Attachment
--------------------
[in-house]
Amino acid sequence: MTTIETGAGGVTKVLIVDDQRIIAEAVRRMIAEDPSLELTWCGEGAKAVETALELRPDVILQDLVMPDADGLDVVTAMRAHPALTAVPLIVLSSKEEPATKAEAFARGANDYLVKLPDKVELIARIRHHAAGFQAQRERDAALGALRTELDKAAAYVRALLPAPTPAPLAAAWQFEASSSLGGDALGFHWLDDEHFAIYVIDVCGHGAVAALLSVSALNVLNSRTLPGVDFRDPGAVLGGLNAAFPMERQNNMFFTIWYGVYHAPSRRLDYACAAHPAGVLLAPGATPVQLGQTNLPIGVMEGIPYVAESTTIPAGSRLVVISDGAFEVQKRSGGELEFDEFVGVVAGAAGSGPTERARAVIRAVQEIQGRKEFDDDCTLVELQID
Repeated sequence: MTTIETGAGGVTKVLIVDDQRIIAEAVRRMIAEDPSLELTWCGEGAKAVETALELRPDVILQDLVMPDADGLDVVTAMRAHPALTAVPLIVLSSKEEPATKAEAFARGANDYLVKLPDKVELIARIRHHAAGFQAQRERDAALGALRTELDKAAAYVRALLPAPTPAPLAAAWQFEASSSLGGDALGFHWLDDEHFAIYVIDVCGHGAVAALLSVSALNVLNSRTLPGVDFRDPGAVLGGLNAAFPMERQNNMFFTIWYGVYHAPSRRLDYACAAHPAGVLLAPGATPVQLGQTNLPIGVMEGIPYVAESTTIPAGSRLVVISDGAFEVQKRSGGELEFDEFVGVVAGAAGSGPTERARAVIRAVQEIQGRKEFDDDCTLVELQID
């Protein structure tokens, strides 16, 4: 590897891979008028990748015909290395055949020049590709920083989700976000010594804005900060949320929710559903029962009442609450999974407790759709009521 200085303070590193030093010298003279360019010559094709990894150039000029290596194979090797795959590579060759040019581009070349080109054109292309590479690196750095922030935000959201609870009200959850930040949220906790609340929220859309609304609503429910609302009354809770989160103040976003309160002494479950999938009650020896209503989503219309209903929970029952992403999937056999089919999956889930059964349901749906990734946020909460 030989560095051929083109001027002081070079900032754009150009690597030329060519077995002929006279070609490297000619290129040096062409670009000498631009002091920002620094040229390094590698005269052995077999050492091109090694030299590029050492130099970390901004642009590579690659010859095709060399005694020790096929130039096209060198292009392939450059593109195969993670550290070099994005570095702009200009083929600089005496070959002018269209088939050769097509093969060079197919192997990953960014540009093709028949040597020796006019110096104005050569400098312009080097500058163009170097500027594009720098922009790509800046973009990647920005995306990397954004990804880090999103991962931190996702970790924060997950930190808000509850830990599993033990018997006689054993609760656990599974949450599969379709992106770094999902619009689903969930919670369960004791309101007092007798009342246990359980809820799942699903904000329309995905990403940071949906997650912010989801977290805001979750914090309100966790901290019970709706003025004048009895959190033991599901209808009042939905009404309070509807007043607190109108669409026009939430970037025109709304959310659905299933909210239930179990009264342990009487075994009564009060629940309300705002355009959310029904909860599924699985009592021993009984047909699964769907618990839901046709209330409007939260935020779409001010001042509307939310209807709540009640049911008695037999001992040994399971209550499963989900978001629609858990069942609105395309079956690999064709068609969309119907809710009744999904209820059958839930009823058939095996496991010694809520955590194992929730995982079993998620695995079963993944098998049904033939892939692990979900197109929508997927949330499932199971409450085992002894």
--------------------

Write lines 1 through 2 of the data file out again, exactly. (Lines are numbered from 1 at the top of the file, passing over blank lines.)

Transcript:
[in-house]
Amino acid sequence: MTTIETGAGGVTKVLIVDDQRIIAEAVRRMIAEDPSLELTWCGEGAKAVETALELRPDVILQDLVMPDADGLDVVTAMRAHPALTAVPLIVLSSKEEPATKAEAFARGANDYLVKLPDKVELIARIRHHAAGFQAQRERDAALGALRTELDKAAAYVRALLPAPTPAPLAAAWQFEASSSLGGDALGFHWLDDEHFAIYVIDVCGHGAVAALLSVSALNVLNSRTLPGVDFRDPGAVLGGLNAAFPMERQNNMFFTIWYGVYHAPSRRLDYACAAHPAGVLLAPGATPVQLGQTNLPIGVMEGIPYVAESTTIPAGSRLVVISDGAFEVQKRSGGELEFDEFVGVVAGAAGSGPTERARAVIRAVQEIQGRKEFDDDCTLVELQID